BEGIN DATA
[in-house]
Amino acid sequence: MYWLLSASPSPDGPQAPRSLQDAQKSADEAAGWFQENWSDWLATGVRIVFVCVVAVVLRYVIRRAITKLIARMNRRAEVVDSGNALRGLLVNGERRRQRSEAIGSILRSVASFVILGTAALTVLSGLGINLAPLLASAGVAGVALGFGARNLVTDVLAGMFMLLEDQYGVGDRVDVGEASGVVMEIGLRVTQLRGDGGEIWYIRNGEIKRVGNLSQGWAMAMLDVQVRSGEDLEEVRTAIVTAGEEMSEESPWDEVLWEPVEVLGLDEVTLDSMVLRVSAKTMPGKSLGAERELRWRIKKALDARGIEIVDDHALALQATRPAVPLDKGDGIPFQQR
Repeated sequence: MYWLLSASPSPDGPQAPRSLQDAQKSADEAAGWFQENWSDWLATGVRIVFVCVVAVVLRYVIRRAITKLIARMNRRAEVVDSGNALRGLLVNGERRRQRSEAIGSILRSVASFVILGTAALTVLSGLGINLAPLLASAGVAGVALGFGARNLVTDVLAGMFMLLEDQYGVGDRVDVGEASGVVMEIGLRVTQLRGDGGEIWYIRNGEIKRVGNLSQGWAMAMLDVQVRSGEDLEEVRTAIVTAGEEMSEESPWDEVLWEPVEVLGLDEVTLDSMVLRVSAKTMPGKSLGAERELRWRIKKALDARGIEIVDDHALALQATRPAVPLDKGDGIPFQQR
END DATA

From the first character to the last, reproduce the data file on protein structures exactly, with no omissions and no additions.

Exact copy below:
[in-house]
Amino acid sequence: MYWLLSASPSPDGPQAPRSLQDAQKSADEAAGWFQENWSDWLATGVRIVFVCVVAVVLRYVIRRAITKLIARMNRRAEVVDSGNALRGLLVNGERRRQRSEAIGSILRSVASFVILGTAALTVLSGLGINLAPLLASAGVAGVALGFGARNLVTDVLAGMFMLLEDQYGVGDRVDVGEASGVVMEIGLRVTQLRGDGGEIWYIRNGEIKRVGNLSQGWAMAMLDVQVRSGEDLEEVRTAIVTAGEEMSEESPWDEVLWEPVEVLGLDEVTLDSMVLRVSAKTMPGKSLGAERELRWRIKKALDARGIEIVDDHALALQATRPAVPLDKGDGIPFQQR
Repeated sequence: MYWLLSASPSPDGPQAPRSLQDAQKSADEAAGWFQENWSDWLATGVRIVFVCVVAVVLRYVIRRAITKLIARMNRRAEVVDSGNALRGLLVNGERRRQRSEAIGSILRSVASFVILGTAALTVLSGLGINLAPLLASAGVAGVALGFGARNLVTDVLAGMFMLLEDQYGVGDRVDVGEASGVVMEIGLRVTQLRGDGGEIWYIRNGEIKRVGNLSQGWAMAMLDVQVRSGEDLEEVRTAIVTAGEEMSEESPWDEVLWEPVEVLGLDEVTLDSMVLRVSAKTMPGKSLGAERELRWRIKKALDARGIEIVDDHALALQATRPAVPLDKGDGIPFQQR